Literacy + Exercise = Literacise at the Boston Public Library

Research confirms that increased exercise helps young children improve their concentration, boosts reading comprehension, and raises academic achievement. The new Literacise exhibit opening at the Boston Public Library builds on this important connection between physical activity and learning.

Literacise is an interactive children’s exhibit in English and Spanish. It is inspired by Irene Smalls’ story Jonathan and His Mommy. In the story, a young boy and his mother travel together through Boston’s South End neighborhood taking steps of all sizes. Literacise brings the book to life – and to kid-size scale – on the first floor of the Central Library in Copley Square where children will be able to zig-zag, bunny- hop, and giant-step their way through the interactive exhibit.

Literacise, made possible through the generous support of State Street Corporation, opens to the public with a special celebration on Saturday, October 3 at 11:30am. Mayor Thomas M. Menino will be in attendance and arts and entertainment critic Joyce Kulhawik will serve as emcee. Irene Smalls is a long-time literacy educator and based this creative endeavor on scientific research that indicates that physical exercise can reduce obesity and result in increased academic achievement.


In effect, literacy, plus exercise, equals Literacise. Author Smalls said, “Literacise is book-based, book-related exercise that uses the music and motion of story to teach and to reach. It engages children with reading using a brain, body, and book connection. Children learn more when they are moving and having fun.” With tunnels to explore and secrets to find, children will experience reading in a completely new way.

Parents and guardians will also be able to enjoy Literacise and will be able to borrow other activity- themed Boston Public Library books to share and experience with their young friends. “The Boston Public Library is delighted to share the concept of Literacise with our ever-growing community of users,” said Amy E. Ryan, President of the Boston Public Library. “We are committed to providing innovative paths to the advancement of learning and Literacise does exactly that. By engaging families in activating a book, Literacise engages us all in activating our minds.”

The opening celebration will include a costumed character parade and a fashion show of Literacise- inspired active wear. Irene Smalls will be part of the ribbon cutting ceremony along with Mayor Menino; Koren Stembridge, Director of Partnerships and Communications at the Boston Public Library; and George Russell Jr., Executive Vice President and Director of State Street’s Community Affairs group. “Engaging children early in healthy habits such as exercise and reading has a long-term positive impact on a person’s life,” said Russell. “With our community support focus on education and workforce development, State Street is pleased to partner with the Literacise exhibit and promote these building- blocks of success from child- to adulthood.”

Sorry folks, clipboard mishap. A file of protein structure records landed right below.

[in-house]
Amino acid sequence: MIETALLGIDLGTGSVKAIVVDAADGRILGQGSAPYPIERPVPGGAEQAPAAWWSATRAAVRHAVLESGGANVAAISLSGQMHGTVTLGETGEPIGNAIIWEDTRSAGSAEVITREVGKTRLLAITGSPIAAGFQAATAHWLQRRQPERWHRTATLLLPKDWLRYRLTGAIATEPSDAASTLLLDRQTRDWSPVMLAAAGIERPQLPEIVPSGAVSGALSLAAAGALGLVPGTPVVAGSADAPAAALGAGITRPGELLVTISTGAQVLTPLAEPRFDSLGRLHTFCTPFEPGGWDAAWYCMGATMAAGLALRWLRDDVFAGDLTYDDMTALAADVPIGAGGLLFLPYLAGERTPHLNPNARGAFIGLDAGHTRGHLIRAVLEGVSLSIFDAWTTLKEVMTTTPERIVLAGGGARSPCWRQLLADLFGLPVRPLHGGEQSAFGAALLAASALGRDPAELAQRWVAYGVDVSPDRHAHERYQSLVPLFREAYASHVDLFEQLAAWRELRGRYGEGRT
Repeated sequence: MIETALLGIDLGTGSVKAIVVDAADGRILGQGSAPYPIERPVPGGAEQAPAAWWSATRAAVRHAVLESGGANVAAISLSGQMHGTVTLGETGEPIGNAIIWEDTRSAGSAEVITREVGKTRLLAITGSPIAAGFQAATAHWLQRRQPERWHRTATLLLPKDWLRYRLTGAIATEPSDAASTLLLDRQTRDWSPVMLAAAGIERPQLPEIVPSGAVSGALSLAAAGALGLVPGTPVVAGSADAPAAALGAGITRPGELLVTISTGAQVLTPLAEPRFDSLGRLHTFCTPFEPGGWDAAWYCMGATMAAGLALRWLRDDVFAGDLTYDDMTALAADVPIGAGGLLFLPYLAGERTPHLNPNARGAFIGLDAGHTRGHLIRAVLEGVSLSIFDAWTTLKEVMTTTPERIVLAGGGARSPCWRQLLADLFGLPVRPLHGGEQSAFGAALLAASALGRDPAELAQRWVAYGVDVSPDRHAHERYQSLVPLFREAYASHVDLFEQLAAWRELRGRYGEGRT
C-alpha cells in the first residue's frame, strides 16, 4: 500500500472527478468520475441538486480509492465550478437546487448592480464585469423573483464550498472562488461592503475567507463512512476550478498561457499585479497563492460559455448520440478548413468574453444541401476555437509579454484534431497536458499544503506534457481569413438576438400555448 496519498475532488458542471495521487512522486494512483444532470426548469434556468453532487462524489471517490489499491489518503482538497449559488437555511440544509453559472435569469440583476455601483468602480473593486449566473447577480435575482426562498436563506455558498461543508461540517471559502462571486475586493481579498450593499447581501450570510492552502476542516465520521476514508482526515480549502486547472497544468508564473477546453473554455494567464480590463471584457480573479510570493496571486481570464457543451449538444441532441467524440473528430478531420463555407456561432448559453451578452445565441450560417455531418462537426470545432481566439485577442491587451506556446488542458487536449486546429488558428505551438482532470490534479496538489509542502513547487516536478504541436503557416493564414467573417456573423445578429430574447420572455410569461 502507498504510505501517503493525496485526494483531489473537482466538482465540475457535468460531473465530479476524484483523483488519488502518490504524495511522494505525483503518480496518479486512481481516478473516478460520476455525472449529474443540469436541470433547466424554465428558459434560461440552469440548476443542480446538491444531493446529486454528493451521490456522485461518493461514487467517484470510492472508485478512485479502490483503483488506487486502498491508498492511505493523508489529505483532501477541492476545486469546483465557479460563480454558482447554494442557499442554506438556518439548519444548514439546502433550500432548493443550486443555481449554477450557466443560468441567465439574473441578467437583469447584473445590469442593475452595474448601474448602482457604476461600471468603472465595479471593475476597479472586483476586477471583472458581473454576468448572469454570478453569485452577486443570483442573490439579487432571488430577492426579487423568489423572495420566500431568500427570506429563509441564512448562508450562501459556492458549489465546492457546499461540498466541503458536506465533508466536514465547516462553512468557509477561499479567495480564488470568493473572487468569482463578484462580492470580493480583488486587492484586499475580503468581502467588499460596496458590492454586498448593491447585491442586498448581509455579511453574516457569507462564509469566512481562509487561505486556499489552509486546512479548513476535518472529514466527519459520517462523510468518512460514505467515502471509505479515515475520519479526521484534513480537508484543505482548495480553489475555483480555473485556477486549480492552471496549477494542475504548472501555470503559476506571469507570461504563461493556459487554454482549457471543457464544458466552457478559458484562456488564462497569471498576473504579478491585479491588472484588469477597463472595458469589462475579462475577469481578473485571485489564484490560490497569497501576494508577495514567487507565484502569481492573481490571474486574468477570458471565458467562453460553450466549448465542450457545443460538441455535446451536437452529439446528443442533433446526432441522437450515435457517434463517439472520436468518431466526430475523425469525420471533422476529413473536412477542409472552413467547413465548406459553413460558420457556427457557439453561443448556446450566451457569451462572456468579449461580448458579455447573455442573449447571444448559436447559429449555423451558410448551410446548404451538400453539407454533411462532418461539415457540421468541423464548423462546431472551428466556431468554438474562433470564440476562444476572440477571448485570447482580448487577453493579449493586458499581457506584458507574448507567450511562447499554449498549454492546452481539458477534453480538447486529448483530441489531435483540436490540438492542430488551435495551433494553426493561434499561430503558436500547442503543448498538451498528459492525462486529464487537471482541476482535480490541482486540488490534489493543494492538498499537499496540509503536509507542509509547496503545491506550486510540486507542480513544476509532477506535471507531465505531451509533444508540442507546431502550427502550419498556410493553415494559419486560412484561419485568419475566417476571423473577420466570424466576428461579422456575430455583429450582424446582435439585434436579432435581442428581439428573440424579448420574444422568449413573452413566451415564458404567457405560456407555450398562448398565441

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The Central Library in Copley Square, located at 700 Boylston Street, is open Monday-Thursday, 9am- 9pm; and Friday and Saturday, 9am-5pm. Beginning October 4, the Library will be open on Sundays, 1- 5pm. Literacise is scheduled to be on display at the Boston Public Library through March 2010. It was designed by representatives of the Boston Community Design Resource Center. For further information about the Literacise exhibit, visit Admission to Literacise is free.

About Author IRENE SMALLS:

Award-winning Author Irene Smalls says she became an author in kindergarten when 5 year-old Smalls was taught the beauty of language through songs, games, and dance. In kindergarten, she was taught “reading was a thing that you did that was loud and fun.” Literacise is the science based extension of that powerful introduction. Irene is the author of 15 children’s books and 3 interactive storytelling CDs. Smalls travels the world from China to Chicago presenting author programs and “literacising.” She has twice been invited to the White House. “You’ll get the rhythm of the feet” with Irene’s moving approach to reading books. With a degree from Cornell University and an MBA, Irene Smalls has twenty years experience working with children. Learn more at or


State Street Corporation (NYSE: STT) is the world’s leading provider of financial services to institutional investors including investment servicing, investment management and investment research and trading. With $16.4 trillion in assets under custody and administration and $1.6 trillion in assets under management at June 30, 2009, State Street operates in 27 countries and more than 100 geographic markets worldwide. For more information, visit State Street’s web site at


For more than 160 years, the Boston Public Library has pioneered public library service in America. Established in 1848, the Boston Public Library was the first publicly supported municipal library in America, the first public library to lend books, the first to have a branch library, and the first to have a children’s room. Today, the Boston Public Library boasts a Central Library, 26 neighborhood branches, free Internet access, two unique restaurants, and a robust web site, Each year, the Boston Public Library hosts nearly 12,000 programs, answers more than one million reference questions, and serves millions of people. All of its programs and exhibits are free and open to the public. At the Boston Public Library, books are just the beginning.

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